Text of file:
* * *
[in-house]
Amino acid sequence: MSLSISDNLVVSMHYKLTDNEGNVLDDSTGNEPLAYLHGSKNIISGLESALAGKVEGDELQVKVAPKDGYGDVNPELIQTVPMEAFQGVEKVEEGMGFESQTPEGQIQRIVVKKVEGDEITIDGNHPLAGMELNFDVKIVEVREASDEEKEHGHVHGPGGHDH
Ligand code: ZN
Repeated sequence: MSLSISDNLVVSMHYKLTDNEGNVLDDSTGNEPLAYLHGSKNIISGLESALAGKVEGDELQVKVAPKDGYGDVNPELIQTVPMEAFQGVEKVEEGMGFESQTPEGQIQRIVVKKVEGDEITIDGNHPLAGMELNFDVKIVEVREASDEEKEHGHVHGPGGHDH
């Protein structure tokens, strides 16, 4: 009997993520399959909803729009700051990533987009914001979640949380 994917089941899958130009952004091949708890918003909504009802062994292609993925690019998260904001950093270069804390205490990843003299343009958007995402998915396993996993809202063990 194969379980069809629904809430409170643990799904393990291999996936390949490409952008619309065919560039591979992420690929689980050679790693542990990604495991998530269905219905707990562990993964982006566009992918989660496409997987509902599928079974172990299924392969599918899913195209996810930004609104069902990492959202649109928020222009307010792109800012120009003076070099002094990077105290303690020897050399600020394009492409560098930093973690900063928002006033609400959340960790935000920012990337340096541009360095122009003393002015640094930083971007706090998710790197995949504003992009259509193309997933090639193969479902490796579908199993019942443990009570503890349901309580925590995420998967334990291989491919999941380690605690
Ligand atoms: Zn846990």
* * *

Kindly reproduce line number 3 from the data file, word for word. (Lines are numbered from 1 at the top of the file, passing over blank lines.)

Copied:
Ligand code: ZN